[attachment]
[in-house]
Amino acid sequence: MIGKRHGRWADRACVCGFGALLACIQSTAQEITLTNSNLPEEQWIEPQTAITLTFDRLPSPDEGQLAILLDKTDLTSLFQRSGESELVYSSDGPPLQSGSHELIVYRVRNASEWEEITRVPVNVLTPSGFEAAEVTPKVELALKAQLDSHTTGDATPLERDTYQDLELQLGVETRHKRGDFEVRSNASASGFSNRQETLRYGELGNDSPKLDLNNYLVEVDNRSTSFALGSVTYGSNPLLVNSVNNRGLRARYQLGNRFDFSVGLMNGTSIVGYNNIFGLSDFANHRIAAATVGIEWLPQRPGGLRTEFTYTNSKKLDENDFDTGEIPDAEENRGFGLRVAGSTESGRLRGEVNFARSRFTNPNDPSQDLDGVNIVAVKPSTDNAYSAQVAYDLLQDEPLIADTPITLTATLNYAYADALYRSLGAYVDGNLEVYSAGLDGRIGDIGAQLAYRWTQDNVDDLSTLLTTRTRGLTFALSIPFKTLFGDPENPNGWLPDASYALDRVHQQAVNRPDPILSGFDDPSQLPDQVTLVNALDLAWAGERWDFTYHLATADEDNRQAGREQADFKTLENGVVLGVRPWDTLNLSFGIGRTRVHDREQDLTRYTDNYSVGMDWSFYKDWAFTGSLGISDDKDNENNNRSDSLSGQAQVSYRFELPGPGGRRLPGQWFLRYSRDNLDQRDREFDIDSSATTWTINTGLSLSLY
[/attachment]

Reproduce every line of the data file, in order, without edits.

[in-house]
Amino acid sequence: MIGKRHGRWADRACVCGFGALLACIQSTAQEITLTNSNLPEEQWIEPQTAITLTFDRLPSPDEGQLAILLDKTDLTSLFQRSGESELVYSSDGPPLQSGSHELIVYRVRNASEWEEITRVPVNVLTPSGFEAAEVTPKVELALKAQLDSHTTGDATPLERDTYQDLELQLGVETRHKRGDFEVRSNASASGFSNRQETLRYGELGNDSPKLDLNNYLVEVDNRSTSFALGSVTYGSNPLLVNSVNNRGLRARYQLGNRFDFSVGLMNGTSIVGYNNIFGLSDFANHRIAAATVGIEWLPQRPGGLRTEFTYTNSKKLDENDFDTGEIPDAEENRGFGLRVAGSTESGRLRGEVNFARSRFTNPNDPSQDLDGVNIVAVKPSTDNAYSAQVAYDLLQDEPLIADTPITLTATLNYAYADALYRSLGAYVDGNLEVYSAGLDGRIGDIGAQLAYRWTQDNVDDLSTLLTTRTRGLTFALSIPFKTLFGDPENPNGWLPDASYALDRVHQQAVNRPDPILSGFDDPSQLPDQVTLVNALDLAWAGERWDFTYHLATADEDNRQAGREQADFKTLENGVVLGVRPWDTLNLSFGIGRTRVHDREQDLTRYTDNYSVGMDWSFYKDWAFTGSLGISDDKDNENNNRSDSLSGQAQVSYRFELPGPGGRRLPGQWFLRYSRDNLDQRDREFDIDSSATTWTINTGLSLSLY